Skateistan is an award-winning non-profit organisation that uses skateboarding and education for youth empowerment. It has its roots in Kabul, Afghanistan, where it was formed in 2007, when its founder Oliver Percovich, realised that skateboarding could be used as a “hook” to attract low-income youth living on the street to enrol in various programmes designed to support education.
These have developed to include a Skate and Create programme (play and learn), homework help and career advice as part of a back-to-school programme. Skateistan launched its first dedicated Skate School in Kabul in 2009. Two more Skate Schools were subsequently launched – one in Mazar-e-Sharif in Afghanistan and one in Phnom Penh in Cambodia. Earlier this year, Skateistan officially opened its fourth international Skate School in Johannesburg.
Skateistan South Africa is built on a piece of land in the urban regeneration hub of the Maboneng Precinct in Joburg’s eastern CBD. The land was donated on a rent-free long-term lease by development company Propertuity, which is behind the transformation of the precinct.
The skate school incorporates a state-of-the-art 500m2 outdoor skate park, and indoor and outdoor education areas. The building itself was designed free of charge by US architect Mike Scott, who specialises in buildings made from repurposed shipping containers. He designed Skateistan’s last building in Mazar-E-Sharif in Afghanistan. Locally, MWP Architects oversaw the design, also pro bono. The shipping containers, donated by Big Box Containers, were modified off site according to Scott’s design and assembled by crane.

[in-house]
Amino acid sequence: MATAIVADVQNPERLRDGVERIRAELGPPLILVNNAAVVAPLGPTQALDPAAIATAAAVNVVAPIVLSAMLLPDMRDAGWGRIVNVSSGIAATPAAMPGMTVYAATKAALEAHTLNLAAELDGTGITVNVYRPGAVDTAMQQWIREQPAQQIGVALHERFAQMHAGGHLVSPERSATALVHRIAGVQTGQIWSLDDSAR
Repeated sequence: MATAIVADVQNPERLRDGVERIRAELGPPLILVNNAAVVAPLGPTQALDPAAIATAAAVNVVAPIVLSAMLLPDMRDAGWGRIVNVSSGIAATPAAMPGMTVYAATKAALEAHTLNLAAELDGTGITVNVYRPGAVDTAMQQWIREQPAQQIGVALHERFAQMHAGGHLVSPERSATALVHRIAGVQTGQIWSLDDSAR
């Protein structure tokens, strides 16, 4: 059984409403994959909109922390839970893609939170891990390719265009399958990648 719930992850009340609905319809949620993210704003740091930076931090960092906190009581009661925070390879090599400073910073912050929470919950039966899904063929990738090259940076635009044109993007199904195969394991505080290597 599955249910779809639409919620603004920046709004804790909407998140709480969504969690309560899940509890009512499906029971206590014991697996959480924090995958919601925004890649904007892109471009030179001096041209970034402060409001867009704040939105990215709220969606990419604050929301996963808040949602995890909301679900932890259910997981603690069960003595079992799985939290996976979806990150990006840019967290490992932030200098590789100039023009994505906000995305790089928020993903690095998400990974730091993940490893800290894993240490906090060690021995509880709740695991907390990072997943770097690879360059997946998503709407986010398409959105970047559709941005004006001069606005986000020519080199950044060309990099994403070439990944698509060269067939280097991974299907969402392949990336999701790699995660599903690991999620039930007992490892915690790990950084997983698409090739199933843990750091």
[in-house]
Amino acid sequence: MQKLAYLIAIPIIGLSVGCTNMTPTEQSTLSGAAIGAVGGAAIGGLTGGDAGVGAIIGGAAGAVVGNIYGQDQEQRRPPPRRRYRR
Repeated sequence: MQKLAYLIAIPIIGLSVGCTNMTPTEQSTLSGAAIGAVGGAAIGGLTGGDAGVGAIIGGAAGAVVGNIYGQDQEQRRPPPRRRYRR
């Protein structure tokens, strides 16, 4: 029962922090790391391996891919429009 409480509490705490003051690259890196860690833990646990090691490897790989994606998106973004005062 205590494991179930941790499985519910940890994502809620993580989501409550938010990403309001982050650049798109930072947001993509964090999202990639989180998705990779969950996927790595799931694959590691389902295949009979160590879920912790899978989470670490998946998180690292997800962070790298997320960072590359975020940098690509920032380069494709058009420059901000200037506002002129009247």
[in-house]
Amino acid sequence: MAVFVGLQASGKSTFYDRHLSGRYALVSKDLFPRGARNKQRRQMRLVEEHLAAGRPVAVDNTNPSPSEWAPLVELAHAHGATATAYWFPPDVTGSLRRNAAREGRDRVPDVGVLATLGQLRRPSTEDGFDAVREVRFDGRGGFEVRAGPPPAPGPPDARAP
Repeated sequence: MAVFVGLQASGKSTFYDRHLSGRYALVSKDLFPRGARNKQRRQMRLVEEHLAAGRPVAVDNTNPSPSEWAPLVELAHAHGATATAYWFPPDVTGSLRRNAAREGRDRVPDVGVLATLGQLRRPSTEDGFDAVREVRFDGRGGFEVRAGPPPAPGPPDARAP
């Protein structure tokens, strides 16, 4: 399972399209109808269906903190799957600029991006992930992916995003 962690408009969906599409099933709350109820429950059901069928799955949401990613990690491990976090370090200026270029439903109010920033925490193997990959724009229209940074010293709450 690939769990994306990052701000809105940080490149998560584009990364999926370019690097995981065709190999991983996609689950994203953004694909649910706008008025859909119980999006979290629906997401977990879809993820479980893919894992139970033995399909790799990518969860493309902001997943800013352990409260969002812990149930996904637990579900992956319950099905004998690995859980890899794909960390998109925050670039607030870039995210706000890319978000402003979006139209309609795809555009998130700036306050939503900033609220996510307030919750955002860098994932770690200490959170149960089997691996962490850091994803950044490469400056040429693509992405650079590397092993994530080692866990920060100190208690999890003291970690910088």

The building is designed as a vertical structure at one end of the land to maximise space for the skate park. It consists of two parts: a tower four stories high housing stairs and toilets, and the main building, four storeys high and three containers wide. It houses classrooms and admin offices. Each floor of the tower and main building are connected by bridges. The main building is lifted off ground level by a steel frame which creates a sheltered outdoor space underneath and an enclosed street-facing space.
To transform the shipping container shells into comfortable and workable classrooms, building materials, systems and solutions company Saint-Gobain donated and installed top quality insulation, walls, floors and ceiling systems to the value of R150 000. A central part of their objective was to prove that better materials and design contribute to better learning environments. They chose tougher-than usual materials, but also emphasized characteristics such as insulation for thermal comfort, fire-retardant properties for safety and peace of mind, and excellent sound absorption to ensure a quiet, comfortable learning environment. Other characteristics they designed for included improved visual comfort (reduced glare), health (better air quality, which means less illness and improved wellbeing), energy efficiency and sustainability.
Skateistan opened officially in August, and already offers weekly programmes to over 300 registered students, and plans to have more than 400 by the end of 2017 thanks to the support of Royal Danish Embassy, Comic Relief and Tony Hawk Foundation. Construction of the facility was made possible thanks to a large donation from The Skateroom and artist Paul McCarthy, with a contribution from LinkedIn